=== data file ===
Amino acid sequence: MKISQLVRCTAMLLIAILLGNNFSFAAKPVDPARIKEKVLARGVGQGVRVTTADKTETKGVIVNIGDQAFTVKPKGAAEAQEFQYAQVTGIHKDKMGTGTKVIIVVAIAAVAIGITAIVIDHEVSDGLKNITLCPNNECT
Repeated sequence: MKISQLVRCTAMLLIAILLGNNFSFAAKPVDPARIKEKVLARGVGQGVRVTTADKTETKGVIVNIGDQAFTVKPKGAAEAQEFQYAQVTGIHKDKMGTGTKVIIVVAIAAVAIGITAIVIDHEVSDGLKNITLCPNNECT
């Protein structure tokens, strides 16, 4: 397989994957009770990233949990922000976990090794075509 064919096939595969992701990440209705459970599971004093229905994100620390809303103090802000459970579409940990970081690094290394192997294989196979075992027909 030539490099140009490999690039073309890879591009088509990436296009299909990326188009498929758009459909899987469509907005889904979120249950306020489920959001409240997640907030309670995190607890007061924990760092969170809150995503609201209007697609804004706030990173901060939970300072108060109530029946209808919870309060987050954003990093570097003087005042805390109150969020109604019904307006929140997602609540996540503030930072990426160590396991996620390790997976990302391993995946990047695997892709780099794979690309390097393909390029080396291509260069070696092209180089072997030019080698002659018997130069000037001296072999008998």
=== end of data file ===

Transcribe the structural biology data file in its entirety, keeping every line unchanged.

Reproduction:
Amino acid sequence: MKISQLVRCTAMLLIAILLGNNFSFAAKPVDPARIKEKVLARGVGQGVRVTTADKTETKGVIVNIGDQAFTVKPKGAAEAQEFQYAQVTGIHKDKMGTGTKVIIVVAIAAVAIGITAIVIDHEVSDGLKNITLCPNNECT
Repeated sequence: MKISQLVRCTAMLLIAILLGNNFSFAAKPVDPARIKEKVLARGVGQGVRVTTADKTETKGVIVNIGDQAFTVKPKGAAEAQEFQYAQVTGIHKDKMGTGTKVIIVVAIAAVAIGITAIVIDHEVSDGLKNITLCPNNECT
């Protein structure tokens, strides 16, 4: 397989994957009770990233949990922000976990090794075509 064919096939595969992701990440209705459970599971004093229905994100620390809303103090802000459970579409940990970081690094290394192997294989196979075992027909 030539490099140009490999690039073309890879591009088509990436296009299909990326188009498929758009459909899987469509907005889904979120249950306020489920959001409240997640907030309670995190607890007061924990760092969170809150995503609201209007697609804004706030990173901060939970300072108060109530029946209808919870309060987050954003990093570097003087005042805390109150969020109604019904307006929140997602609540996540503030930072990426160590396991996620390790997976990302391993995946990047695997892709780099794979690309390097393909390029080396291509260069070696092209180089072997030019080698002659018997130069000037001296072999008998």